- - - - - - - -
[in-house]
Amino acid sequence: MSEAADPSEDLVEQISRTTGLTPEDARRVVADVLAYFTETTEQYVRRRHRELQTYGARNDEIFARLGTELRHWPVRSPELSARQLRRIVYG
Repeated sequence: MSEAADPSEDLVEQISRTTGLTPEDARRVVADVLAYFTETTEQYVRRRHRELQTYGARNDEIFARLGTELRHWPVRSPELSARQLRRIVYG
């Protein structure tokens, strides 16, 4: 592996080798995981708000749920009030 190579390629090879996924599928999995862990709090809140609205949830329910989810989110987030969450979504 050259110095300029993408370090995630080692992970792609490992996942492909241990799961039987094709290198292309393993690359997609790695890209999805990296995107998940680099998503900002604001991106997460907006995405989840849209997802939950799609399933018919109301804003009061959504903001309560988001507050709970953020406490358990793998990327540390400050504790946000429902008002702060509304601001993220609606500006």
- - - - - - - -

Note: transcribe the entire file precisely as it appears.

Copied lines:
[in-house]
Amino acid sequence: MSEAADPSEDLVEQISRTTGLTPEDARRVVADVLAYFTETTEQYVRRRHRELQTYGARNDEIFARLGTELRHWPVRSPELSARQLRRIVYG
Repeated sequence: MSEAADPSEDLVEQISRTTGLTPEDARRVVADVLAYFTETTEQYVRRRHRELQTYGARNDEIFARLGTELRHWPVRSPELSARQLRRIVYG
């Protein structure tokens, strides 16, 4: 592996080798995981708000749920009030 190579390629090879996924599928999995862990709090809140609205949830329910989810989110987030969450979504 050259110095300029993408370090995630080692992970792609490992996942492909241990799961039987094709290198292309393993690359997609790695890209999805990296995107998940680099998503900002604001991106997460907006995405989840849209997802939950799609399933018919109301804003009061959504903001309560988001507050709970953020406490358990793998990327540390400050504790946000429902008002702060509304601001993220609606500006």